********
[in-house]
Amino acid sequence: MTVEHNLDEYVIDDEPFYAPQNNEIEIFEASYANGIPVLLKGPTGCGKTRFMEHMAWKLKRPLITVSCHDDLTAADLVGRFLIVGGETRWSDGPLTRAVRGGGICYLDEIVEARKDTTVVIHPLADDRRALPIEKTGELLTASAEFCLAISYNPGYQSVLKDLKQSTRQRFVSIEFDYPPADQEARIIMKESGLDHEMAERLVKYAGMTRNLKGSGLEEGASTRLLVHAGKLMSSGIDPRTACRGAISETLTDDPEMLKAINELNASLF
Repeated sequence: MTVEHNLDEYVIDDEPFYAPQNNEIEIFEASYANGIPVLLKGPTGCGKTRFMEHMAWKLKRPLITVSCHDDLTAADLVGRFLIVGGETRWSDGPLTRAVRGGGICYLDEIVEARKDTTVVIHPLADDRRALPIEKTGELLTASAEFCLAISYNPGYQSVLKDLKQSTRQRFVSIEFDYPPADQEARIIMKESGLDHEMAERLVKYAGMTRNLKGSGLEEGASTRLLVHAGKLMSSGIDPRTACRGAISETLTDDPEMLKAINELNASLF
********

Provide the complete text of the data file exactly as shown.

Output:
[in-house]
Amino acid sequence: MTVEHNLDEYVIDDEPFYAPQNNEIEIFEASYANGIPVLLKGPTGCGKTRFMEHMAWKLKRPLITVSCHDDLTAADLVGRFLIVGGETRWSDGPLTRAVRGGGICYLDEIVEARKDTTVVIHPLADDRRALPIEKTGELLTASAEFCLAISYNPGYQSVLKDLKQSTRQRFVSIEFDYPPADQEARIIMKESGLDHEMAERLVKYAGMTRNLKGSGLEEGASTRLLVHAGKLMSSGIDPRTACRGAISETLTDDPEMLKAINELNASLF
Repeated sequence: MTVEHNLDEYVIDDEPFYAPQNNEIEIFEASYANGIPVLLKGPTGCGKTRFMEHMAWKLKRPLITVSCHDDLTAADLVGRFLIVGGETRWSDGPLTRAVRGGGICYLDEIVEARKDTTVVIHPLADDRRALPIEKTGELLTASAEFCLAISYNPGYQSVLKDLKQSTRQRFVSIEFDYPPADQEARIIMKESGLDHEMAERLVKYAGMTRNLKGSGLEEGASTRLLVHAGKLMSSGIDPRTACRGAISETLTDDPEMLKAINELNASLF